In This Podcast

  • How can you support someone in the LGTBQ+ community?
  • Rae’s anti-oppressive practice meeting
  • Rae’s advice to private practitioners

How can you support someone in the LGTBQ+ community?

I think when it comes to any sort of identity piece, whether that is sexual orientation or whether that is gender, you can support and listen while also not expecting that person to be your one and only education about what it means to be queer. (Rae McDaniel)

  • Practice active listening,
  • Be curious,
  • Asking permission before asking deeper questions,
  • Let people know that you are available to be added to someone’s chosen family

If you want to and are able to, let your friends who are a part of the LGTBQ+ community know that your family accepts and welcomes them because sometimes those folks have been shunned or turned out from their own families.

You can also be an ally, not only as a support network, by getting involved in the political level by making your opinions and feelings known and getting in touch with your representatives.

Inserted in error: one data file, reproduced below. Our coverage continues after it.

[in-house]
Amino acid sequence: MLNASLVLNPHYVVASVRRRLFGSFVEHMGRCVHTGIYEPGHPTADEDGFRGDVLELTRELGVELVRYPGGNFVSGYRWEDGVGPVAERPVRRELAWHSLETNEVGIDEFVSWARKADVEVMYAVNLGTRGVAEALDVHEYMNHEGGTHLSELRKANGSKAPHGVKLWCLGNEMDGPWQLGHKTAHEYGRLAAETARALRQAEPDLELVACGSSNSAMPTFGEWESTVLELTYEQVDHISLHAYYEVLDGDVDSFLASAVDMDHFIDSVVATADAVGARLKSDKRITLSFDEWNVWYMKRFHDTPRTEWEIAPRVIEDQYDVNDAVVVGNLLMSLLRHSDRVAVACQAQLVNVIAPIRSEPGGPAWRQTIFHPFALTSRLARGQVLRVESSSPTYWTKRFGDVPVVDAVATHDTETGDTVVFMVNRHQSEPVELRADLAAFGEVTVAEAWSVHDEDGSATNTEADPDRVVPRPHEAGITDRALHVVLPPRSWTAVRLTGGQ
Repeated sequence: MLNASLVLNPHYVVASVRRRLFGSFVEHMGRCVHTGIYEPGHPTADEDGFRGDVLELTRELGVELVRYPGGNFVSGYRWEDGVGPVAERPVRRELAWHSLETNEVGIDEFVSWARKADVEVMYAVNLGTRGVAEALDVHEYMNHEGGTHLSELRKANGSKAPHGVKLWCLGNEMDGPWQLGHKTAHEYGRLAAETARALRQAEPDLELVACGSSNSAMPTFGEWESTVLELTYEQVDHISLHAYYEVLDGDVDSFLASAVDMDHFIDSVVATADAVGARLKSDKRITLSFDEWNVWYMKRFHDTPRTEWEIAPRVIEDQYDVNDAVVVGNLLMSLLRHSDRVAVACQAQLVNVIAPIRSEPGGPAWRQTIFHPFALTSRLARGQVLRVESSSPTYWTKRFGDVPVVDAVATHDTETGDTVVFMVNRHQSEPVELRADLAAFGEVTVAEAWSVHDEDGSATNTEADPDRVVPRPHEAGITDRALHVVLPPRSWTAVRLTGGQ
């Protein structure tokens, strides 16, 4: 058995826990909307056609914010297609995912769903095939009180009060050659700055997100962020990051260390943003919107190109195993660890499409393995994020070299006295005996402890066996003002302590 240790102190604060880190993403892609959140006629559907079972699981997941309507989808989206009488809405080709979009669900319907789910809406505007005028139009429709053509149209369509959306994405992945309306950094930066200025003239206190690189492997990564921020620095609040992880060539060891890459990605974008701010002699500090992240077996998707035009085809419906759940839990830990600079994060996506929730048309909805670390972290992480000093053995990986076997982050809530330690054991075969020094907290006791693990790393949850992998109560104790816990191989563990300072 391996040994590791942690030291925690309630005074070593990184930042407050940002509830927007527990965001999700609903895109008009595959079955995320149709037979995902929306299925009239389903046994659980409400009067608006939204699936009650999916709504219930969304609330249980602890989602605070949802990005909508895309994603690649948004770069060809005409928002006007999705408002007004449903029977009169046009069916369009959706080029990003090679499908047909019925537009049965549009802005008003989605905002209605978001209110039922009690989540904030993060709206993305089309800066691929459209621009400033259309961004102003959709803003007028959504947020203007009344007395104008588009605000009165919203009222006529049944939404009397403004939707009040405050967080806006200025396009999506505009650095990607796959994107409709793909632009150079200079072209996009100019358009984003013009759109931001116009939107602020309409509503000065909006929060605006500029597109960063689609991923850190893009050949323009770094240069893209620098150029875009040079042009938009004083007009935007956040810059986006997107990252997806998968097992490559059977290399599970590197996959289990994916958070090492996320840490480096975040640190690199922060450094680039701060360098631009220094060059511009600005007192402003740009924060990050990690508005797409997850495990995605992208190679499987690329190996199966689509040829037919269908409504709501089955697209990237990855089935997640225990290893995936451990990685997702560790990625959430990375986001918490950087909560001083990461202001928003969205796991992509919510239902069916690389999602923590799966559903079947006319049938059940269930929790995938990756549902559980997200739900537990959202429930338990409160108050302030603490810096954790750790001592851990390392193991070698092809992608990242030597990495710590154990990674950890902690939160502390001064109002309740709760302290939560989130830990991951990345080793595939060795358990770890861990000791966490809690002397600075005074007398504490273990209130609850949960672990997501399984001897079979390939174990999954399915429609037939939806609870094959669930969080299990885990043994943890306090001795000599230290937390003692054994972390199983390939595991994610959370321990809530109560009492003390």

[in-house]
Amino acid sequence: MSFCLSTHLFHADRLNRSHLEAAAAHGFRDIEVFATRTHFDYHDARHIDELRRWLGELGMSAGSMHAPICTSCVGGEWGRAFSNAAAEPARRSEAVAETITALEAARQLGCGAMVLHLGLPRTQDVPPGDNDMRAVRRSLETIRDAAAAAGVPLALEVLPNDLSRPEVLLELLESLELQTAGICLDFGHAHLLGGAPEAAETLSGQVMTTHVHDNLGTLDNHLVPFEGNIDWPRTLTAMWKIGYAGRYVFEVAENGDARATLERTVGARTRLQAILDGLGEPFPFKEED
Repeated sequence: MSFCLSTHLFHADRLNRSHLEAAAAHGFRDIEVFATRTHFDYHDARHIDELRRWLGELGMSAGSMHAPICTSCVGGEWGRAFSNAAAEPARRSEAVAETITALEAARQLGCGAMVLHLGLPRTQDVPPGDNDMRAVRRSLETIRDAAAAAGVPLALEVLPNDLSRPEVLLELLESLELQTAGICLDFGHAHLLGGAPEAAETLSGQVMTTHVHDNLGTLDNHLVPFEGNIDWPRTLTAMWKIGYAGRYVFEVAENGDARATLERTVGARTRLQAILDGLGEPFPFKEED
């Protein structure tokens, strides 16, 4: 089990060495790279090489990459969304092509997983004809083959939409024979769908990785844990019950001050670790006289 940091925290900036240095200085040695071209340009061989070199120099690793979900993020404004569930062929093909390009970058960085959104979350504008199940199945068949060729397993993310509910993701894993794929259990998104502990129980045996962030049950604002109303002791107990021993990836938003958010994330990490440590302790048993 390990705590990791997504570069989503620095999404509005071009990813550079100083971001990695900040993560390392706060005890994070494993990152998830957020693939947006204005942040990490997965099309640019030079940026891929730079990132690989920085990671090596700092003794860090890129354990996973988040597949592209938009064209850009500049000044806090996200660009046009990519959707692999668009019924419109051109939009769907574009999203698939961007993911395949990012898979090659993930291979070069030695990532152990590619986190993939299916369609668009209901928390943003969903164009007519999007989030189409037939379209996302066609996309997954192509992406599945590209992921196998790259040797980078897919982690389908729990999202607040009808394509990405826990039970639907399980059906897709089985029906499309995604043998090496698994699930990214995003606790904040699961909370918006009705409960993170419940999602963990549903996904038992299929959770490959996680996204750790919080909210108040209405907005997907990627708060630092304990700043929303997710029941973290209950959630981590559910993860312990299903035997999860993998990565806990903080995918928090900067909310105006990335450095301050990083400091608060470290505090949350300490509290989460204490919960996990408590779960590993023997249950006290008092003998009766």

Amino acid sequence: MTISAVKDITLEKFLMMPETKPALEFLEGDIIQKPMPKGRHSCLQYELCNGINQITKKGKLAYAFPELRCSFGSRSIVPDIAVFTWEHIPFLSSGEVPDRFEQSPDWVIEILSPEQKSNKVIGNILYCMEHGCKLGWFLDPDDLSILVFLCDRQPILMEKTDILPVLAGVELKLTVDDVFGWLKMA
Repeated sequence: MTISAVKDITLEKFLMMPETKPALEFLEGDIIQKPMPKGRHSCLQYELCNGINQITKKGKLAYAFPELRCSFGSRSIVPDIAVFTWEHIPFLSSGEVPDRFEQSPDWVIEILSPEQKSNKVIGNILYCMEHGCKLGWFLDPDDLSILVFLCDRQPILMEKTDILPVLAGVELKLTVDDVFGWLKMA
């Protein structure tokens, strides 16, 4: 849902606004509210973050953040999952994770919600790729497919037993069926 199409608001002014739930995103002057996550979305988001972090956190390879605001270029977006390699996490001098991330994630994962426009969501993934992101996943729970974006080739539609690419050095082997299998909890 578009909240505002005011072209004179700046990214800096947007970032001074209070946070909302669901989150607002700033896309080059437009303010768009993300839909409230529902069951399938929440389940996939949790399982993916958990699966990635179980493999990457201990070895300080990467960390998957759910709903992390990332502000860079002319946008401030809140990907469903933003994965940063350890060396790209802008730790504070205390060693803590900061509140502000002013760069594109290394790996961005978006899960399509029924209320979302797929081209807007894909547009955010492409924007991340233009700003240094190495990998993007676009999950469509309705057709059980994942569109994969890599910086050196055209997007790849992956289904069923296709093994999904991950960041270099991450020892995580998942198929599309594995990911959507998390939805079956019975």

At the end of the day, as much as we want to change hearts and minds, a lot of times we have to start at the policy level because if there isn’t that basic safety then it is really difficult to get to that hearts and minds place. (Rae McDaniel)

Rae’s anti-oppressive practice meeting

Once a month Rae’s group practice will hold an anti-oppressive practice meeting where the entire staff sits in and discusses anti-oppressive, what that is and how they can approach it in their practice. This meeting is not leadership-led, it is community-based and group-led.